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How Word Lists Help — or Hurt — Crossword Puzzles | tnewst.com Press "Enter" to skip to content

How Word Lists Help — or Hurt — Crossword Puzzles

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Ms. Hawkins likes to add what she calls “utility language” into her word list. “I really like signs and instructions in the world around you,” she said, “words and phrases that you see, and they’re ubiquitous, they’re not in word lists.” An example she gave me was her puzzle with the phrase LANE CLOSED, which she added to her word list after seeing it on a road sign.

A number of constructors also told me that they would remove a word if they thought an editor wouldn’t accept a puzzle for including it. Ross Trudeau, who has published 40 puzzles in The New York Times, told me that since the list of words that editors find acceptable is only so long, many constructors’ word lists are actually very similar.

“Any new three-, four- or five-letter word is gold” and gets added to his word list immediately, Mr. Trudeau said. A recent example he gave was PSAKI, as in the White House press secretary Jen PSAKI. He gives extra weight to new jargon, film titles and especially anything that he thinks will generate interesting theme or revealer entries.

“As a human, your tastes change, it all depends on how the pieces stack up as a whole,” said Sam Ezersky, a New York Times digital puzzle editor and a constructor. “A word list isn’t going to tell you that there are two really hard answers crossing each other.”

When Mr. Ezersky is stuck in a tricky part of a grid he is constructing, he uses answers such as AC TO DC or ATOMIC GAS. Crunchy phrases like these might not appear in a normal word list, but with some clever cluing, they can work well to glue together some smoother fill.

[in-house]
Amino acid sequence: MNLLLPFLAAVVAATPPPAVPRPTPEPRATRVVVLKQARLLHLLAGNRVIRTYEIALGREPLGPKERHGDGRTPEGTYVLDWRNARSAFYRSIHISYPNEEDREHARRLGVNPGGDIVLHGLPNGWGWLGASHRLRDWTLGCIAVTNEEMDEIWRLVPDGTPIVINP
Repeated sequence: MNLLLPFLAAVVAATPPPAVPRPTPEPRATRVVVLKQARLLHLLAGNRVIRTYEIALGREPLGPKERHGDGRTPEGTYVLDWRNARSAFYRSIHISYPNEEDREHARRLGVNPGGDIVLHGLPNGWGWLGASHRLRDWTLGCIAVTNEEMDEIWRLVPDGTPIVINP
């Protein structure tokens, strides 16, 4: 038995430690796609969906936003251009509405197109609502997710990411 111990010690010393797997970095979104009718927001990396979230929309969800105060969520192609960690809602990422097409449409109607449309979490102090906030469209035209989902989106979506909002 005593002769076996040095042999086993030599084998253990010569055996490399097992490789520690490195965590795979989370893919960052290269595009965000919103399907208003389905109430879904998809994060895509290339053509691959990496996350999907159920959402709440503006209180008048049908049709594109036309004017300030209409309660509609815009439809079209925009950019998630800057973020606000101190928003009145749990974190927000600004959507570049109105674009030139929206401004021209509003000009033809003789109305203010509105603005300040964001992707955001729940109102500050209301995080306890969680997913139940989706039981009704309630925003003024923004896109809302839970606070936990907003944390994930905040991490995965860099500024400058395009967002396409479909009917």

Editors like Mr. Ezerky are looking for those moments.

“We can tell when some human, meticulous thought went into a puzzle,” he said. “We love when it truly feels like a craft, something that a human designed.”

There are resources for constructors looking to diversify their word lists, such as the Expanded Crossword Name Database. The database was created by Erica Hsiung Wojcik, a Skidmore College professor and a crossword constructor, as a way to increase representation in word lists after she noticed white men were overrepresented in crossword grids.

Some database inclusions are things that seemed like obvious puzzle words to Ms. Wojcik. For example, the ERHU is a two-stringed instrument with Chinese roots with a spelling that lends itself to being crosswordese, but at the time of writing, it has never appeared in the New York Times Crossword. Meanwhile, ED ASNER, an actor best known for playing Lou Grant on The Mary Tyler Moore Show, which ran in the 1970s, has appeared in the New York Times crossword 41 times. His last name? One hundred and fifty-one times.


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